The painted turtle is a favorite among reptile enthusiasts and first-time turtle owners alike.
They are one of the most common turtles in North America and are found in many different habitats.
This article will provide an overview of the painted turtle, including appearance, distribution, care tips, and more.
|Scientific Name||Chrysemys pica|
|Number of Subspecies||3 (formally 4)|
|Social behavior||Socially solitary but often found in groups|
|Predators||Small mammals such as skunks, raccoons, and foxes, alligators, birds, snakes.|
|Distribution||Northern America, Canada, Mexico|
|Habitat||Ponds, lakes, marshes, muddy rivers|
|Conservation Status||Least concern|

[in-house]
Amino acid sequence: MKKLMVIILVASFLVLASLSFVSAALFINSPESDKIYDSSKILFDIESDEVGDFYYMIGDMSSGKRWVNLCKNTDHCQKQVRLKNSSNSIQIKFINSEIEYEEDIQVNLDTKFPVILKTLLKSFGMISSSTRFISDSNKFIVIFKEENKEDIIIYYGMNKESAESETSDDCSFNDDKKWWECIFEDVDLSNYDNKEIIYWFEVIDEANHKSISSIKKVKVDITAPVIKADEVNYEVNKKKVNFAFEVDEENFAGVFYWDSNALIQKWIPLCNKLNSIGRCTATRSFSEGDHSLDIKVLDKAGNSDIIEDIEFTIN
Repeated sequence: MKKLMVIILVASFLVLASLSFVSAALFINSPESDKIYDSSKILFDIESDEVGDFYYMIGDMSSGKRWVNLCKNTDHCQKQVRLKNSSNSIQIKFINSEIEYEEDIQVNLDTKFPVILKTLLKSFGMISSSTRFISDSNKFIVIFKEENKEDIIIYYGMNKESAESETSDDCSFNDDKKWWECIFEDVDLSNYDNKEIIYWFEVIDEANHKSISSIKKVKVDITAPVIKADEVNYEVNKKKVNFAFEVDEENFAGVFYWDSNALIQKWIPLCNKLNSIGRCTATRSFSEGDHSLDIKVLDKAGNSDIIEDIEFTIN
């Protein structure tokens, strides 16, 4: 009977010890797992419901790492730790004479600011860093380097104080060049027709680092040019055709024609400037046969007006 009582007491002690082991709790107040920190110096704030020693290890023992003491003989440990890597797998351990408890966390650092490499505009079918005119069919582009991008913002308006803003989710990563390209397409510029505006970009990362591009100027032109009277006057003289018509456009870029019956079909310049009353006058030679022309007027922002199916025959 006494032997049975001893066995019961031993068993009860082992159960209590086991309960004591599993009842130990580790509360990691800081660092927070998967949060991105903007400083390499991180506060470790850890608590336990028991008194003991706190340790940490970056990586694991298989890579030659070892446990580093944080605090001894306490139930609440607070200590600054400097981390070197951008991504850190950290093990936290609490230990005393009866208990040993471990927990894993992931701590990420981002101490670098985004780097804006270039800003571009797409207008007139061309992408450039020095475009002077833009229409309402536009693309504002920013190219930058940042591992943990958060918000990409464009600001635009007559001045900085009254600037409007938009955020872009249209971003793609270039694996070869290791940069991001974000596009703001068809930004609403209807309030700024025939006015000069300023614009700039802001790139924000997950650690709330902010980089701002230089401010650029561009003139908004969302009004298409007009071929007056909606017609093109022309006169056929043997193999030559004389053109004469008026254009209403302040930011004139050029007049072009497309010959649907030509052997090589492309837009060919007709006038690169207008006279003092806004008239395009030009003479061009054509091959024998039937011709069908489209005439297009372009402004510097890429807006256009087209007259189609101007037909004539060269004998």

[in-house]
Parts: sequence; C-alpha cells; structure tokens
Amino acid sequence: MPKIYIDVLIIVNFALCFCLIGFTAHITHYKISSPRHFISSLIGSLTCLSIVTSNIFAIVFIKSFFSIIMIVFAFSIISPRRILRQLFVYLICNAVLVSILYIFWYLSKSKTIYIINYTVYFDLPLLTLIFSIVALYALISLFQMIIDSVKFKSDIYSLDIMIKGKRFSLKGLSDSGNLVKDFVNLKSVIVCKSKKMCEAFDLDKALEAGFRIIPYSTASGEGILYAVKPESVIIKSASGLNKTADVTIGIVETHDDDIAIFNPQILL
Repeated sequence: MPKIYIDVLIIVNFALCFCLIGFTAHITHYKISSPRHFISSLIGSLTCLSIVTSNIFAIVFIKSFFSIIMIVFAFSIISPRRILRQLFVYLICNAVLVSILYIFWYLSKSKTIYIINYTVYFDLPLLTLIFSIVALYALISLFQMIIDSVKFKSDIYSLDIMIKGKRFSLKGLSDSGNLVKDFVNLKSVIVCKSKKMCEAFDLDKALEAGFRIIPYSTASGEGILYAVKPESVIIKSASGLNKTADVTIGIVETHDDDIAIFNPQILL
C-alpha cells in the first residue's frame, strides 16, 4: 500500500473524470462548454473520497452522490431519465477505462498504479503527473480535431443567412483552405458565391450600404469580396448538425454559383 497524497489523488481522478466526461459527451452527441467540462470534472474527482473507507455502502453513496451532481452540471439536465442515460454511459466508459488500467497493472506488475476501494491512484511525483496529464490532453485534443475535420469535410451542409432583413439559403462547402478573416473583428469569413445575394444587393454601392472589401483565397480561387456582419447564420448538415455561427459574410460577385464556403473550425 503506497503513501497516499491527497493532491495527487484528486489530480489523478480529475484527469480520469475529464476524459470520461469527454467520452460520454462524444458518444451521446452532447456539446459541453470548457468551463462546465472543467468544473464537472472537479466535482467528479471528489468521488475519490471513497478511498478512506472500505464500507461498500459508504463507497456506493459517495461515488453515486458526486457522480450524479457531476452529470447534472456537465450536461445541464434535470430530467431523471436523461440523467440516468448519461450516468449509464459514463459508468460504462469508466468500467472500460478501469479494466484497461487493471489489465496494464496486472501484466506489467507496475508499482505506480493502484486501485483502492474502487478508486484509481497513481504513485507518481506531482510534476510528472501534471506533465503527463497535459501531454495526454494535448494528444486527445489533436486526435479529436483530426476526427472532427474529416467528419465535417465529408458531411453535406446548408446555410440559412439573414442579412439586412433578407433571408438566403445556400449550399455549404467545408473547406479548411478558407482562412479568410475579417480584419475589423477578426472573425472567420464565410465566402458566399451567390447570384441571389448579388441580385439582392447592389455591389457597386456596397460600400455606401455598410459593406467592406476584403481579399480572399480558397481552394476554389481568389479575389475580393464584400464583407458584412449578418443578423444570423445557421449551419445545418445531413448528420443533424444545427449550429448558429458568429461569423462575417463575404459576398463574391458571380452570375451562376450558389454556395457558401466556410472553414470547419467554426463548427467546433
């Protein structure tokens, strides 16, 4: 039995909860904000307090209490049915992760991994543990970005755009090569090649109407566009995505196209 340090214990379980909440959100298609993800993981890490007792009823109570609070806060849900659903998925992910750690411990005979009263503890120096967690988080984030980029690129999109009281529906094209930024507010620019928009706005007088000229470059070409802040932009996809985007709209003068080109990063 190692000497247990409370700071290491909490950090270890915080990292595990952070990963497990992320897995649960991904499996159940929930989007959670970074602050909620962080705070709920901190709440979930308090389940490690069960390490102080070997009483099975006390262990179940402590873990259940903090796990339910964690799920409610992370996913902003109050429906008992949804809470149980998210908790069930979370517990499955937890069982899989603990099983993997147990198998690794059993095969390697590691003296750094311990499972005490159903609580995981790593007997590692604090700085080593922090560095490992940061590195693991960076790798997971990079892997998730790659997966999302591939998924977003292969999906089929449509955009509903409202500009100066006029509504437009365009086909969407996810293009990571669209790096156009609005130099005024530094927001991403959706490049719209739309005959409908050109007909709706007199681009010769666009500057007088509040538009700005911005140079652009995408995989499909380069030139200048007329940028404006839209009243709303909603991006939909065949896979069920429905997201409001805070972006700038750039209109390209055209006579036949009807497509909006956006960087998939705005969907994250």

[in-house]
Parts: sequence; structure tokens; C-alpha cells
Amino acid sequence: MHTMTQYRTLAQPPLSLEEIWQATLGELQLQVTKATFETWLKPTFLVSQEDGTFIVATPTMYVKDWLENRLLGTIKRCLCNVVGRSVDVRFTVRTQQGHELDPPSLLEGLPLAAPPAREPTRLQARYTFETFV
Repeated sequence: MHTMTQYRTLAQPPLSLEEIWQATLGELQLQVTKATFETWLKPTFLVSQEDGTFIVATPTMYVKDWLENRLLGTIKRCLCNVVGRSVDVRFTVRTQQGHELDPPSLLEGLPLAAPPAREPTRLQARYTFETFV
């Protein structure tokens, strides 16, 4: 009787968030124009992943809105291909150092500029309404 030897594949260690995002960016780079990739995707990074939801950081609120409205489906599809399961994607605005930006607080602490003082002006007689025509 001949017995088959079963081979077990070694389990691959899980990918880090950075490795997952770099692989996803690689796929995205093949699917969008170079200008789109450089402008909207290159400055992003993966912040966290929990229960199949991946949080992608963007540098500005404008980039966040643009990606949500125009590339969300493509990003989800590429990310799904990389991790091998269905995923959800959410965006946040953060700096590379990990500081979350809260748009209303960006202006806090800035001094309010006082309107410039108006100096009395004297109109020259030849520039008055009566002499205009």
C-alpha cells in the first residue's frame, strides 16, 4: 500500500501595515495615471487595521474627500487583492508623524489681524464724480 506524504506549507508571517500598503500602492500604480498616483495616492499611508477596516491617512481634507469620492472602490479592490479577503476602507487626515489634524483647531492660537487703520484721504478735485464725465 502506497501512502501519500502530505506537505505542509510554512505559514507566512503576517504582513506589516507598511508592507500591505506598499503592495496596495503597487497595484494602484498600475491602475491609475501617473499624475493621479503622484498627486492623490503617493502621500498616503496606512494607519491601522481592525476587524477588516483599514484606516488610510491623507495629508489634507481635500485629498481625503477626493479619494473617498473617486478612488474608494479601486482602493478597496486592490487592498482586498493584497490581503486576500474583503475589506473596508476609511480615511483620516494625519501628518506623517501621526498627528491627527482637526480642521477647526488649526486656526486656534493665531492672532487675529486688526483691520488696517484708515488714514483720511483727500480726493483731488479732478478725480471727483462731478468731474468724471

|Color(s)||Olive, green, black, red, yellow, orange|
|Skin Type||Shell (scutes) and scales|
Painted Turtle Appearance and Size
The painted turtle can be identified by its olive green to the black shell with yellow or orange stripes on the top and sides. They are generally about 4-8 inches in length but can grow up to 12 inches long.
Painted turtles have a beautiful shell that has earned them their namesake. They have an oval-shaped shell that is olive to black on the carapace (upper shell) and yellow or red on the plastron (belly).
They are generally about four to eight inches long, but they can grow up to twelve inches long depending on the subspecies. Males are usually smaller than females.
Like all pond turtles, painted turtles have webbed feet that aid in swimming.
They are sometimes confused with their close relatives, the red-eared slider. They are similar to the red-eared slider, but they have flatter shells with a distinct stripe.
How Much Does a Painted Turtle Weigh?
The average weight of a female painted turtle is around 18oz, while the average weight of a male is around 11oz. The average weight varies based on the subspecies’ size.